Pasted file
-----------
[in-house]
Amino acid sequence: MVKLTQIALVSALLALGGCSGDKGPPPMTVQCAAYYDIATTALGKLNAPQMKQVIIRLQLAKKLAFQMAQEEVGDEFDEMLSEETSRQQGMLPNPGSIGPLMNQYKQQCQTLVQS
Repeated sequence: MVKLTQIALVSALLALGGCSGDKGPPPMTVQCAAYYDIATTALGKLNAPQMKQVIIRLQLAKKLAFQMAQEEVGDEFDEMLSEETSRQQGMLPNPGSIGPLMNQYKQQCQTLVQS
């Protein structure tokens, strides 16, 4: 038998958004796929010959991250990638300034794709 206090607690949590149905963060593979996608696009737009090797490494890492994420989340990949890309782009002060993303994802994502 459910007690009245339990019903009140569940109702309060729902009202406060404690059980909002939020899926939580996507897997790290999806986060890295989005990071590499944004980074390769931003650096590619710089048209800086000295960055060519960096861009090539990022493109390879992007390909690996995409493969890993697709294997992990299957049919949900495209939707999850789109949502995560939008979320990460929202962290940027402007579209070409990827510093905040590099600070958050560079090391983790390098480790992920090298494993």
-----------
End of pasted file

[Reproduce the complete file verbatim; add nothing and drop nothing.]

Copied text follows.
[in-house]
Amino acid sequence: MVKLTQIALVSALLALGGCSGDKGPPPMTVQCAAYYDIATTALGKLNAPQMKQVIIRLQLAKKLAFQMAQEEVGDEFDEMLSEETSRQQGMLPNPGSIGPLMNQYKQQCQTLVQS
Repeated sequence: MVKLTQIALVSALLALGGCSGDKGPPPMTVQCAAYYDIATTALGKLNAPQMKQVIIRLQLAKKLAFQMAQEEVGDEFDEMLSEETSRQQGMLPNPGSIGPLMNQYKQQCQTLVQS
């Protein structure tokens, strides 16, 4: 038998958004796929010959991250990638300034794709 206090607690949590149905963060593979996608696009737009090797490494890492994420989340990949890309782009002060993303994802994502 459910007690009245339990019903009140569940109702309060729902009202406060404690059980909002939020899926939580996507897997790290999806986060890295989005990071590499944004980074390769931003650096590619710089048209800086000295960055060519960096861009090539990022493109390879992007390909690996995409493969890993697709294997992990299957049919949900495209939707999850789109949502995560939008979320990460929202962290940027402007579209070409990827510093905040590099600070958050560079090391983790390098480790992920090298494993």